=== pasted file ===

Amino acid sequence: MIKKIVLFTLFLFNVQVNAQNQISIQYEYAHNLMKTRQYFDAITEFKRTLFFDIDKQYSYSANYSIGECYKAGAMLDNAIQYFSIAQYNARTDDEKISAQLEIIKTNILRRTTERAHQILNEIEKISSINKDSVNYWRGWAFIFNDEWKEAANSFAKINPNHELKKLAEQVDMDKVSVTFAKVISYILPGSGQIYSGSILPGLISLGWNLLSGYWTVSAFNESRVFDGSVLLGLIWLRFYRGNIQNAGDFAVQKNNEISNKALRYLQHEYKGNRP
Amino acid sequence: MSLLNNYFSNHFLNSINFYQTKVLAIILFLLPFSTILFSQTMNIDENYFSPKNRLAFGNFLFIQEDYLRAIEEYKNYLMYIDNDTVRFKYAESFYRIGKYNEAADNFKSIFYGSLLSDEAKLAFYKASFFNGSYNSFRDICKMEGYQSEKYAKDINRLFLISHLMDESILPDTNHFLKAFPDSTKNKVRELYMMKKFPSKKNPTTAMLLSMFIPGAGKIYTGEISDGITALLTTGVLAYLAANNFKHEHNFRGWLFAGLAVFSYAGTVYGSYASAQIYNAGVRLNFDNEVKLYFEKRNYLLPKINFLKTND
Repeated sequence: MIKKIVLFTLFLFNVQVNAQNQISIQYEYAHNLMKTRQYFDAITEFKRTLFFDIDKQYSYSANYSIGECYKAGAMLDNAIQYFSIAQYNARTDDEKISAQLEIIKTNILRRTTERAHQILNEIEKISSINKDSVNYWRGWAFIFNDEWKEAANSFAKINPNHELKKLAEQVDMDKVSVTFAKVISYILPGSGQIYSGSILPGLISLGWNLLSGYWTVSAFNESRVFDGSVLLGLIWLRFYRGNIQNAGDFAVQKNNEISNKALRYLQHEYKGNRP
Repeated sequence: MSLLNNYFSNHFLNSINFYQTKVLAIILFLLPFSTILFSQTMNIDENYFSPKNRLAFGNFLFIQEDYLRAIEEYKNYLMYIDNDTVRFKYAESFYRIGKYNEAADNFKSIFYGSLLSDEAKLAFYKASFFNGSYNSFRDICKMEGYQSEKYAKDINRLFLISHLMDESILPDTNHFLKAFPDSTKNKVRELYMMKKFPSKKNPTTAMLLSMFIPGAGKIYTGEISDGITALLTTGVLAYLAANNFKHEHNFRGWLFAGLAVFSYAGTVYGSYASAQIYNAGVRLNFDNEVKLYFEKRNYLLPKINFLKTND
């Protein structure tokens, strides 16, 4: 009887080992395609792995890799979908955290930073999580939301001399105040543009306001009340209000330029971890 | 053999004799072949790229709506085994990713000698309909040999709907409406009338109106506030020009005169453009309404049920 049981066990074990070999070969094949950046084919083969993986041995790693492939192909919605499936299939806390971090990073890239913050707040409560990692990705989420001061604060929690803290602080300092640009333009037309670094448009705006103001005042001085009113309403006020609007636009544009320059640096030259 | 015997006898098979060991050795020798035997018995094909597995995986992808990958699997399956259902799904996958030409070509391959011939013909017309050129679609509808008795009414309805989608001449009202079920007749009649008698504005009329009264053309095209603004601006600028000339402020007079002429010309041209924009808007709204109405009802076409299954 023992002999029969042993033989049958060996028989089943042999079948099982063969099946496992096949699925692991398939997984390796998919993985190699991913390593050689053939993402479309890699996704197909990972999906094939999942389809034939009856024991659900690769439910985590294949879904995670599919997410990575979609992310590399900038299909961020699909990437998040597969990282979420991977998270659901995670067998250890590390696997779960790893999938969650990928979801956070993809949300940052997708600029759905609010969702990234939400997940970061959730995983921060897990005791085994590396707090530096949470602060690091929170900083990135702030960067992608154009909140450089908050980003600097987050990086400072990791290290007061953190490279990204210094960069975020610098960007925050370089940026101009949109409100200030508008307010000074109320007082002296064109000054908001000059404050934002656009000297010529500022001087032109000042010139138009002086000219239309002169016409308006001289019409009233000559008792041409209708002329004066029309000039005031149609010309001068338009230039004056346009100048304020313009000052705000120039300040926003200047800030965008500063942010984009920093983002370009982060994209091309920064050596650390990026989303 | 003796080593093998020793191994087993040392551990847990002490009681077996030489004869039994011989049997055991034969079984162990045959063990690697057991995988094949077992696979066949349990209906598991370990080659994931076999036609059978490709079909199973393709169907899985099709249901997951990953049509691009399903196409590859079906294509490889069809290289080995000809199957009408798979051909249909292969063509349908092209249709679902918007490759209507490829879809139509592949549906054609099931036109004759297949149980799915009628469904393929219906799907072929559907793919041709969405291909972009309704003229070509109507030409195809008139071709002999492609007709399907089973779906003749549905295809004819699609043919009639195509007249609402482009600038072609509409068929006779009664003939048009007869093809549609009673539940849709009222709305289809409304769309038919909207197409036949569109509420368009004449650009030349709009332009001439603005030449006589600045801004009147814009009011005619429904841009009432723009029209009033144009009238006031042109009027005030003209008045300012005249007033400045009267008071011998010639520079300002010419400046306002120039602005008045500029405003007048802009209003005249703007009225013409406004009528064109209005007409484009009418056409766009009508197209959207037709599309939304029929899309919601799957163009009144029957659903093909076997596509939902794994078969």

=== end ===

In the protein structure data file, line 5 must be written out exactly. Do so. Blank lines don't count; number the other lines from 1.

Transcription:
């Protein structure tokens, strides 16, 4: 009887080992395609792995890799979908955290930073999580939301001399105040543009306001009340209000330029971890 | 053999004799072949790229709506085994990713000698309909040999709907409406009338109106506030020009005169453009309404049920 049981066990074990070999070969094949950046084919083969993986041995790693492939192909919605499936299939806390971090990073890239913050707040409560990692990705989420001061604060929690803290602080300092640009333009037309670094448009705006103001005042001085009113309403006020609007636009544009320059640096030259 | 015997006898098979060991050795020798035997018995094909597995995986992808990958699997399956259902799904996958030409070509391959011939013909017309050129679609509808008795009414309805989608001449009202079920007749009649008698504005009329009264053309095209603004601006600028000339402020007079002429010309041209924009808007709204109405009802076409299954 023992002999029969042993033989049958060996028989089943042999079948099982063969099946496992096949699925692991398939997984390796998919993985190699991913390593050689053939993402479309890699996704197909990972999906094939999942389809034939009856024991659900690769439910985590294949879904995670599919997410990575979609992310590399900038299909961020699909990437998040597969990282979420991977998270659901995670067998250890590390696997779960790893999938969650990928979801956070993809949300940052997708600029759905609010969702990234939400997940970061959730995983921060897990005791085994590396707090530096949470602060690091929170900083990135702030960067992608154009909140450089908050980003600097987050990086400072990791290290007061953190490279990204210094960069975020610098960007925050370089940026101009949109409100200030508008307010000074109320007082002296064109000054908001000059404050934002656009000297010529500022001087032109000042010139138009002086000219239309002169016409308006001289019409009233000559008792041409209708002329004066029309000039005031149609010309001068338009230039004056346009100048304020313009000052705000120039300040926003200047800030965008500063942010984009920093983002370009982060994209091309920064050596650390990026989303 | 003796080593093998020793191994087993040392551990847990002490009681077996030489004869039994011989049997055991034969079984162990045959063990690697057991995988094949077992696979066949349990209906598991370990080659994931076999036609059978490709079909199973393709169907899985099709249901997951990953049509691009399903196409590859079906294509490889069809290289080995000809199957009408798979051909249909292969063509349908092209249709679902918007490759209507490829879809139509592949549906054609099931036109004759297949149980799915009628469904393929219906799907072929559907793919041709969405291909972009309704003229070509109507030409195809008139071709002999492609007709399907089973779906003749549905295809004819699609043919009639195509007249609402482009600038072609509409068929006779009664003939048009007869093809549609009673539940849709009222709305289809409304769309038919909207197409036949569109509420368009004449650009030349709009332009001439603005030449006589600045801004009147814009009011005619429904841009009432723009029209009033144009009238006031042109009027005030003209008045300012005249007033400045009267008071011998010639520079300002010419400046306002120039602005008045500029405003007048802009209003005249703007009225013409406004009528064109209005007409484009009418056409766009009508197209959207037709599309939304029929899309919601799957163009009144029957659903093909076997596509939902794994078969």